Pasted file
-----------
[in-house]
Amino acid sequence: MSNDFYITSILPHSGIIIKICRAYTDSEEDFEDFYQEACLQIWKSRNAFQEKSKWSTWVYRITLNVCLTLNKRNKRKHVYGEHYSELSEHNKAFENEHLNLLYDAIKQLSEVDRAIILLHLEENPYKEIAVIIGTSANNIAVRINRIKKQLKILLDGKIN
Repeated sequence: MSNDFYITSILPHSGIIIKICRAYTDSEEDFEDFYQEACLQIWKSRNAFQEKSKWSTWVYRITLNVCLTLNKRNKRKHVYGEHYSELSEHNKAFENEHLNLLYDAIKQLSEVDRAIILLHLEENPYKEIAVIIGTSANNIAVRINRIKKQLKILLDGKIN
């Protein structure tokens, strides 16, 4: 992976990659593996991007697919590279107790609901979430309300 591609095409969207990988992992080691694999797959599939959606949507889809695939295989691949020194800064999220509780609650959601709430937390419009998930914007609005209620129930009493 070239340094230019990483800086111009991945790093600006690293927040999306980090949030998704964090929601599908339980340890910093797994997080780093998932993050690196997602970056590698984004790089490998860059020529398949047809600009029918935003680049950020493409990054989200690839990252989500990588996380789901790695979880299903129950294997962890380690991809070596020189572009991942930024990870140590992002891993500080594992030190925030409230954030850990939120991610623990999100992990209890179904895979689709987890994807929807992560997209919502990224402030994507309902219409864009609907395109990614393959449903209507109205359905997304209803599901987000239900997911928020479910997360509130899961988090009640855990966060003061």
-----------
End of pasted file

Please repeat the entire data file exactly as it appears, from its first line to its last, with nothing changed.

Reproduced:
[in-house]
Amino acid sequence: MSNDFYITSILPHSGIIIKICRAYTDSEEDFEDFYQEACLQIWKSRNAFQEKSKWSTWVYRITLNVCLTLNKRNKRKHVYGEHYSELSEHNKAFENEHLNLLYDAIKQLSEVDRAIILLHLEENPYKEIAVIIGTSANNIAVRINRIKKQLKILLDGKIN
Repeated sequence: MSNDFYITSILPHSGIIIKICRAYTDSEEDFEDFYQEACLQIWKSRNAFQEKSKWSTWVYRITLNVCLTLNKRNKRKHVYGEHYSELSEHNKAFENEHLNLLYDAIKQLSEVDRAIILLHLEENPYKEIAVIIGTSANNIAVRINRIKKQLKILLDGKIN
């Protein structure tokens, strides 16, 4: 992976990659593996991007697919590279107790609901979430309300 591609095409969207990988992992080691694999797959599939959606949507889809695939295989691949020194800064999220509780609650959601709430937390419009998930914007609005209620129930009493 070239340094230019990483800086111009991945790093600006690293927040999306980090949030998704964090929601599908339980340890910093797994997080780093998932993050690196997602970056590698984004790089490998860059020529398949047809600009029918935003680049950020493409990054989200690839990252989500990588996380789901790695979880299903129950294997962890380690991809070596020189572009991942930024990870140590992002891993500080594992030190925030409230954030850990939120991610623990999100992990209890179904895979689709987890994807929807992560997209919502990224402030994507309902219409864009609907395109990614393959449903209507109205359905997304209803599901987000239900997911928020479910997360509130899961988090009640855990966060003061």